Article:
…it seems odd for the issue of the First Minister stepping aside to have become such an issue for Sinn Fein.

Indeed, from this exchange, with all that effort in the background, it seems unsurprising that the DUP and Sinn Fein had an agreed way forward on the 14th December 2016, which was planned to be presented to the Assembly in a special session on the 19th December.

It also makes sense as promotion of the Scheme was enthusiastically supported by Sinn Fein’s Minister Michelle O’Neill’s DARD in co-operation it would seem with DETI. Both DUP and Sinn Fein seem to have ‘invested’ considerable political capital in the scheme.

That the 14th December agreement on the way forward between the DUP and SF had fallen apart by Monday is an oddity, and one which remains unexplained.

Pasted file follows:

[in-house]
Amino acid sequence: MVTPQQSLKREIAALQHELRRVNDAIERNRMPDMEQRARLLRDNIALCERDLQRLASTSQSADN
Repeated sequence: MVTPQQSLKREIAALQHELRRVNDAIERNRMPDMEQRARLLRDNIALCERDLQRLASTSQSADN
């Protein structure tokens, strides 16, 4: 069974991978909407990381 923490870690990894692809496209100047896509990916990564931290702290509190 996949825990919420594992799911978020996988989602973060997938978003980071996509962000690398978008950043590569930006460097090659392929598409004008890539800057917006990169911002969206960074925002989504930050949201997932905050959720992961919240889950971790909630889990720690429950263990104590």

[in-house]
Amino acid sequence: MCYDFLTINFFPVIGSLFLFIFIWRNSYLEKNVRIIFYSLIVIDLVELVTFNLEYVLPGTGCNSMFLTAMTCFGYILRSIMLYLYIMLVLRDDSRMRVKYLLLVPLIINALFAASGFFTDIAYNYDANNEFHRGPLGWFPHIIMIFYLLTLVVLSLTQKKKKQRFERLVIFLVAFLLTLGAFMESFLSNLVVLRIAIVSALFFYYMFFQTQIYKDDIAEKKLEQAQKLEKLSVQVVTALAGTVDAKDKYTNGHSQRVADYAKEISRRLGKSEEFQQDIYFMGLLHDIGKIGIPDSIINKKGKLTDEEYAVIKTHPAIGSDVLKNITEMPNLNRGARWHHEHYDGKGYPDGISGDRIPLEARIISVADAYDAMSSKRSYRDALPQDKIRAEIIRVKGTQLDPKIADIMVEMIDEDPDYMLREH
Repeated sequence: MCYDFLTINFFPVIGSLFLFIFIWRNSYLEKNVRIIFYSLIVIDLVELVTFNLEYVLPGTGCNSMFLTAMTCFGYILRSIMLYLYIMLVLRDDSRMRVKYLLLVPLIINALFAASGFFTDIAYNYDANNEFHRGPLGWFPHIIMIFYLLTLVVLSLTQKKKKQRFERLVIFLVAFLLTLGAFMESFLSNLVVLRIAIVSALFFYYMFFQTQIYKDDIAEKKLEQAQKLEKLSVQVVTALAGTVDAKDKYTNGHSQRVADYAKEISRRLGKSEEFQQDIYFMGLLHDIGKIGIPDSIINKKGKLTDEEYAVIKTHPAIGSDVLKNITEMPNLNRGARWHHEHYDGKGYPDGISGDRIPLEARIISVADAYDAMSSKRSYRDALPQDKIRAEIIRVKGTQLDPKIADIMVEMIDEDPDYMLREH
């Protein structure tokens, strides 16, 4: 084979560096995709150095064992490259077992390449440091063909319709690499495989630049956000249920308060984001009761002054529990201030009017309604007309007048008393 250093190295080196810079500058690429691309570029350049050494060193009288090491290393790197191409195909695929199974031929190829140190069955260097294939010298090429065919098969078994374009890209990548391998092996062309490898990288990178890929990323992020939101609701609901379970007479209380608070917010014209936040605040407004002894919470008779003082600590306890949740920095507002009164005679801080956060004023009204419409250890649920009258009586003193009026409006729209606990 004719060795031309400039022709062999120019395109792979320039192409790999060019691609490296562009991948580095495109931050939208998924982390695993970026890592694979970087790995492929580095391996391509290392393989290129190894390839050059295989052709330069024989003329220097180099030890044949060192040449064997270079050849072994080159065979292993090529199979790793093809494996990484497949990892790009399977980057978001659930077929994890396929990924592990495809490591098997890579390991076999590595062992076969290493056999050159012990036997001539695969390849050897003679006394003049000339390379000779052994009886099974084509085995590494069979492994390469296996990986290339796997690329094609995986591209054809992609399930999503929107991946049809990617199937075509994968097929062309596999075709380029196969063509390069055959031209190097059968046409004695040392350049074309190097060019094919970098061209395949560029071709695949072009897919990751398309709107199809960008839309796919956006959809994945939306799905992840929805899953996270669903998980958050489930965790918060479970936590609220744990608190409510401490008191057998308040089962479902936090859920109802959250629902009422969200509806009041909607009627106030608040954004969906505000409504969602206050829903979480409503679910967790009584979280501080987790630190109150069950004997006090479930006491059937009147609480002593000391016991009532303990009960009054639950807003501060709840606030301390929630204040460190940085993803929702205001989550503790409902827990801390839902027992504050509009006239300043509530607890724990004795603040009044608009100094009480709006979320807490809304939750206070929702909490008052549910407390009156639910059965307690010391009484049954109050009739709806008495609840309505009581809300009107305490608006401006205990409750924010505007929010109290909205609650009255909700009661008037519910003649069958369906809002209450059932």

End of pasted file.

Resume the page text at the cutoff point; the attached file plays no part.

Do go and read the whole thing.

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  • ted hagan

    It certainly puzzled me why, not just Sinn Fein, but Nesbitt, Long and Eastwood put so much weight on Foster stepping aside in their calls for an inquiry, while initially Sinn Fein seemed reluctant participants as members of the posse. But hysteria took over to the extent that it became ‘Get Arlene, and then we’ll find the evidence’ at a time when cool, methodical heads were needed in securing a public inquiry.
    Nesbitt and Eastwood, meanwhile, seem to have exhausted their outrage, fearing for their embryonic liaison and what’s coming down the line.
    This election should have been prevented.

  • Megatron

    For the last time (and you seem to acknowledge this intermittantly Mick) SF brought the institutions down because their base was sick of what they perceived as DUP arrogance.
    The three key points in the fiasco were (from SF supporters POV):
    (i) Arlene speech to the empty assembly